Jana volunteered at the Art Show a fair amount, while DreamHaven Books (yay!) ended up taking my books for sale. A Room of One’s Own Bookstore supposedly had the books, but didn’t bring them to the con, which was frustrating. And alas, also not the first time I have had this or similar problems with them. But so it goes and I will go back to not depending on them for any at convention sales and stick with working with other folks instead. It wasn’t a great book sales weekend for me, in any case, which wasn’t too surprising since I didn’t have a big book release and hadn’t been there for a while.

Saturday afternoon featured the Red as Blood: Women in Gothic Horror Panel, which was terrific. I had fun moderating and both the (very full) audience and the panelists were very engaged. See my previous post for recommendations. I definitely want to do a panel on this theme again. Plus, I got to follow it up with hot tub time, which made for a lovely afternoon. Dinner was spent in the pleasant company of a charming couple that I met on Twitter and everything was all good…

Until I got back to the room and opened the program book and noticed that were more numbers than I expected next to my name. Wacky hijinx ensued as I learned that I was scheduled for a presentation on Aging in Speculative Fiction at 8:30 Monday morning that wasn’t on my personal schedule. This also meant that while I had the right laptop with me, I had no connectors for hooking it up, but more on that later. Sunday was a nice day, spent in the company of friends and getting lovely feedback on my gaming tie-in writing for the Vampire the Masquerade 20th Anniversary anthology The Cainite Conspiracies, which I was in last year (and learning that I’ll likely have an opportunity to write more gaming tie-in work soon, which was a very nice compliment). I went to a panel on the idea of borders, physical and cultural, and liminality, which was quite interesting, hung out at the Art Show, visited friends and bought things  in the Dealer’s Room and prepped for my crack o’dawn presentation on Monday. Also, more hot tub which I really needed, and another nice dinner with friends old and new.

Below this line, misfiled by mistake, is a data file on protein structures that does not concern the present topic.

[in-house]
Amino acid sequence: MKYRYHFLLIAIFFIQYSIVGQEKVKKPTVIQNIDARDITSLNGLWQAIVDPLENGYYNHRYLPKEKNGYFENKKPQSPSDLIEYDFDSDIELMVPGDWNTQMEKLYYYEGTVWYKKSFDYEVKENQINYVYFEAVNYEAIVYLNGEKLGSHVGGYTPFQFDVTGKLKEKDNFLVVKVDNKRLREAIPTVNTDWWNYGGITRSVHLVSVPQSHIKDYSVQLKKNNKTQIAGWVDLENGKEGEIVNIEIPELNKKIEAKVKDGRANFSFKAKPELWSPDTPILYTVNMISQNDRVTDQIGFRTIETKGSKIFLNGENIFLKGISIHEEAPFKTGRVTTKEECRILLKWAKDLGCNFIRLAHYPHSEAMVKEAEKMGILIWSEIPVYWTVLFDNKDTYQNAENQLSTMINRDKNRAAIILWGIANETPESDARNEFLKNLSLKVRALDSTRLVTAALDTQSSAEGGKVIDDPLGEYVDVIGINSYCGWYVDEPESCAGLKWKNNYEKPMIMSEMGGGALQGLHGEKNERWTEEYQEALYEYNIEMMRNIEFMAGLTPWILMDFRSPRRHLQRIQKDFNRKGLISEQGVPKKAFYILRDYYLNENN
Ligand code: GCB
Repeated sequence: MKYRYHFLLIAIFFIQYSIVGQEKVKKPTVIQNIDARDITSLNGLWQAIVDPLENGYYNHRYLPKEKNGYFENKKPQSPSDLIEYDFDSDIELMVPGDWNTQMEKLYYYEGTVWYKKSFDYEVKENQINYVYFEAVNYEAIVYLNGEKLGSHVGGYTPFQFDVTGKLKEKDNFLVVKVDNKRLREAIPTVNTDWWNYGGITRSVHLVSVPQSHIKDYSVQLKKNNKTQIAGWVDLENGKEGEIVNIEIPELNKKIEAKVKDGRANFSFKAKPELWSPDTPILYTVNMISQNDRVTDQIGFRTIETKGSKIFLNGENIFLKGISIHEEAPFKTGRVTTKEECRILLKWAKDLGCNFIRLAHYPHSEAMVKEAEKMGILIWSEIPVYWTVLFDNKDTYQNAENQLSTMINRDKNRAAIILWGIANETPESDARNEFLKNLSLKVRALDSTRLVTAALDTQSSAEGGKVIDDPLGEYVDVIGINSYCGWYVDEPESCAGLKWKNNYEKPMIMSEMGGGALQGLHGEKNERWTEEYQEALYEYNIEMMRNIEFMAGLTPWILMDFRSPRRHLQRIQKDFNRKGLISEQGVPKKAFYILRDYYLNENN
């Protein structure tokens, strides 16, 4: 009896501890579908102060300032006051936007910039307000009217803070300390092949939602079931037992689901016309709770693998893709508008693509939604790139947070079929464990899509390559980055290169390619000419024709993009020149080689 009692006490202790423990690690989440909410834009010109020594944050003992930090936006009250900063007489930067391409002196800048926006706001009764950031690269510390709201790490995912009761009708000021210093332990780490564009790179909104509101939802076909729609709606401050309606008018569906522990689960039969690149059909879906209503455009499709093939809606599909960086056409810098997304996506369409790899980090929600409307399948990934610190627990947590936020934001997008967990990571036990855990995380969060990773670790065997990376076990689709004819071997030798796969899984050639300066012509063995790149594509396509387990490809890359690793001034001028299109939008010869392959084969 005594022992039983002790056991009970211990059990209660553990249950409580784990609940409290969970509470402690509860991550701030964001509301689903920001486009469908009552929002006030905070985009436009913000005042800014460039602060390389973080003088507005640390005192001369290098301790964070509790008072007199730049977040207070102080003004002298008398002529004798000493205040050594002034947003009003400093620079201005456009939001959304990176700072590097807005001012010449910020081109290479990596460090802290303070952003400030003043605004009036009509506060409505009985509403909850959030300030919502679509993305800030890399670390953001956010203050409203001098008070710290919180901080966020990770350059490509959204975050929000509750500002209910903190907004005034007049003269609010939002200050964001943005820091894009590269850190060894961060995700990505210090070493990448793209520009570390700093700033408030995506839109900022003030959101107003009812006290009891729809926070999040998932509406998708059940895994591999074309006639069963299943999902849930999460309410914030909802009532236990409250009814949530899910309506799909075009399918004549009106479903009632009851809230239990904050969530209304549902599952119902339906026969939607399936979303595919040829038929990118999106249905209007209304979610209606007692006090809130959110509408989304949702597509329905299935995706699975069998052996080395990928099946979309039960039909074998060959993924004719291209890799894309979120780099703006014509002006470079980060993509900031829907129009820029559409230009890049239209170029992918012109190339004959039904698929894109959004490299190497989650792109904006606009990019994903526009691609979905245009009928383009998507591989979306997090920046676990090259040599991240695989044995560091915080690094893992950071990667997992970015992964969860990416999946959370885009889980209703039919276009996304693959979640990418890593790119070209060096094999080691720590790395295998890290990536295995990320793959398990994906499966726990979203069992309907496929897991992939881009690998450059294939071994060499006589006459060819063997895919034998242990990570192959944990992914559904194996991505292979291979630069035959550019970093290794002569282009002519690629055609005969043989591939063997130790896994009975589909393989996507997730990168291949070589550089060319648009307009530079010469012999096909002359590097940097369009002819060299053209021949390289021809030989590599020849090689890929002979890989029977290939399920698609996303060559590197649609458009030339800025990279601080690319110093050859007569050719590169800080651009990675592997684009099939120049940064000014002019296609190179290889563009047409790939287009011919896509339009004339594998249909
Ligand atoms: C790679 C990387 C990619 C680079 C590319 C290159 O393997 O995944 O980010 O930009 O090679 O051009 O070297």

Monday was also Jana’s birthday, but she dutifully helped pack up the car and came to watch me attempt a presentation with no laptop connections (I waved my arms about and said ‘Imagine a pretty picture!” occasionally), despite heroic efforts by the convention AV person and the hotel staff. It apparently wasn’t too bad of a train wreck and people stayed and asked questions and giggled at my jokes and signed up for AlterConf in Chicago. We then whisked Jana off to birthday breakfast at a nearby pancake place that the awesome Caroline Stevermer suggested (she was, as usual, quite right). Then it was back for frenzied packing, preregistering for next year and so forth.